Edited by Hans Sjögren and Göran Skogh
Chapter 2: The economics of business crime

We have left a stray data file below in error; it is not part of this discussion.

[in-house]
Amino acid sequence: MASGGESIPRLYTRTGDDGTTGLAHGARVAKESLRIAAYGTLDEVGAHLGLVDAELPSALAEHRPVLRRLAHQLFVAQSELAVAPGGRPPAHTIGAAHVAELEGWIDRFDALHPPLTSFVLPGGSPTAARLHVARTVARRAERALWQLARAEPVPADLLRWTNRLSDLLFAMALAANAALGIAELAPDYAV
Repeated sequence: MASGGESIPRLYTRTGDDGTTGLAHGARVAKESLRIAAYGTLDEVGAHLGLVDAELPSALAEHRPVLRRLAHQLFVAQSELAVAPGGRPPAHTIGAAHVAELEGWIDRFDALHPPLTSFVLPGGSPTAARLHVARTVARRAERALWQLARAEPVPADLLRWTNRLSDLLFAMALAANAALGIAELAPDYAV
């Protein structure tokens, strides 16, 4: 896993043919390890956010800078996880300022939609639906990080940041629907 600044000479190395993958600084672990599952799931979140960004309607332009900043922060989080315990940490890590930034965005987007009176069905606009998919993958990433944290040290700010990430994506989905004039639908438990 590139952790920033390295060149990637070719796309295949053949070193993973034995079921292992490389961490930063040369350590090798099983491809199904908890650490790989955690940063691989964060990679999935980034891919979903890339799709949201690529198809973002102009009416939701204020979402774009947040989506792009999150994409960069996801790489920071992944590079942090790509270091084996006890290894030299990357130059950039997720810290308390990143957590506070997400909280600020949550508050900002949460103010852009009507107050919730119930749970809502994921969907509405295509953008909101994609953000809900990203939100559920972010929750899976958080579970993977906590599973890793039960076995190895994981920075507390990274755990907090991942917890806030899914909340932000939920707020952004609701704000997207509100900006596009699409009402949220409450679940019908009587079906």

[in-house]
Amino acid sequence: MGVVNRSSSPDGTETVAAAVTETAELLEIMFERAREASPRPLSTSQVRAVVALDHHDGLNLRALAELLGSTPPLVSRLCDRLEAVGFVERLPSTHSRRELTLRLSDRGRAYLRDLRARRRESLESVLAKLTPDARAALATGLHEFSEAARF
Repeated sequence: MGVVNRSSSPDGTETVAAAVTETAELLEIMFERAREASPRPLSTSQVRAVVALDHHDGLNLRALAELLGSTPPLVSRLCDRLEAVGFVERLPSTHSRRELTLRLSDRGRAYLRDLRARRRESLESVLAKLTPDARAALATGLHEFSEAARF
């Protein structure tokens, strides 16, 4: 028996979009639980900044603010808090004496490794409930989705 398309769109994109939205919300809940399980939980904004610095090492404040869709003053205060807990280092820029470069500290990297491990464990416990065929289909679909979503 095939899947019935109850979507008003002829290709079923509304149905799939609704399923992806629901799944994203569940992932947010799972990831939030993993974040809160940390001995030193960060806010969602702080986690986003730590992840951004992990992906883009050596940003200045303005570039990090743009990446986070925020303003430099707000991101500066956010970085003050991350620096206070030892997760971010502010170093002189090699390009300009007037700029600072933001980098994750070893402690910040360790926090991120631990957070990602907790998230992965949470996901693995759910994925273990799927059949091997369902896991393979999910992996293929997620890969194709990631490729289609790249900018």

Nuno Garoupa INTRODUCTION Recent developments in business and corporate crimes have sparked new debate on the efficiency of different legal policies, including corporate criminal liability and effective deterrence of business crime. After a series of prominent cases in the 1990s (for example the collapse of Barings, the Drexel affair), governments became increasingly concerned about internal control mechanisms and the growing incidence of large-scale frauds. The imposition of criminal penalties on senior management and on corporations was considered. Nevertheless, in most European countries, corporate criminal liability was not introduced and most reforms were aimed at directors and employees, but not at corporations as legal entities. In some particular cases, as in the EU Money Laundering Directive (1991), the directors become criminally liable rather than the corporation when employees engage in money laundering. In the USA, but not generally in Europe, firms are criminally liable for crimes committed by their employees within the scope of the firm and to its benefit. The nature of corporate crime comprises essentially fraud (usually against the government), environmental violations, and antitrust violations (Cohen, 1996). The recent scandals in the USA (for example accounting frauds by WorldCom, Adelphia Communications, Xerox, the collapse of Enron and Enron’s auditors, Andersen) have reopened the debate on the use of corporate criminal liability in achieving efficient deterrence.1 In fact, given the different legal policies applicable to corporations in the USA and in Europe, an interesting empirical open question is how different European and US corporations are as a consequence of different...
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